Why is the weather bomb so dangerous?
Difficult to predict and easy to confuse with other weather hazards, Explosive Cyclogenesis or, as often called, “The weather bomb”, constitutes one of the most interesting meteorological phenomena. Its basic scientific principle is a rapid fall in the central pressure of a depression. Due to the collision between warm Sub-tropical air and cold Artic air a massive release of energy that is converted into motion (wind) and temperature contrast is created which drives the jet stream. The bigger the contrast the faster the jet stream, creating a vacuum which causes a pressure drop and pressure gradient to increase, therefore wind to gain speed and storms to form.
In order to meet the criteria of an Explosive Cyclogenesis the pressure drop must be at least 24 mb in 24 hours. Scientific Meteorological researches show the upper trend of weather bombs in the Northern Hemisphere over the last years. Most of them agree that there is another dangerous situation added to the increasing trend which is associated with a rapid intercontinental air pollution transport.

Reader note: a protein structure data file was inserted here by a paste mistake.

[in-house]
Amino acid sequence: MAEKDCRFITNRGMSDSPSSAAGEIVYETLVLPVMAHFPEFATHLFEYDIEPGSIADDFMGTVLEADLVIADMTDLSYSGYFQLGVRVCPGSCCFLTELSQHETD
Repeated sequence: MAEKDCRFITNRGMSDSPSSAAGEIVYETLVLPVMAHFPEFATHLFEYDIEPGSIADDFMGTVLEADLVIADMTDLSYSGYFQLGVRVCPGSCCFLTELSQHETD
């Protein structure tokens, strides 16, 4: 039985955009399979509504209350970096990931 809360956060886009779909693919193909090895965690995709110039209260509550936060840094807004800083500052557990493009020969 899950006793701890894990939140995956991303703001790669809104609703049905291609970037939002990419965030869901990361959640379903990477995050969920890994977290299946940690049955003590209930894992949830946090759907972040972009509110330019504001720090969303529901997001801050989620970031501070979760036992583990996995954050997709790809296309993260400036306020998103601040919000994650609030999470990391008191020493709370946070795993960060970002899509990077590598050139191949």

These systems produce strong winds, heavy rainfall causing major floods and dangerous Oceanic conditions due to the rapid fall of pressure. These phenomena could be extremely hazardous to the environment and a dangerous situation for people.
One of the biggest tragedies related to Explosive Cyclogenesis is The Armistice Day Blizzard, 11th of November 1940 (USA). The “Weather bomb” pressure dropped 28.7 mb in 24 hours. These phenomena are very difficult to predict since the principle is similar to other extra tropical cyclones, but when it forms it does it relatively fast. The 11th of November 145 people died when caught unforeseen by “The Weather bomb”.
Source: Flight instructor Alba Dobargnes in Flying Academy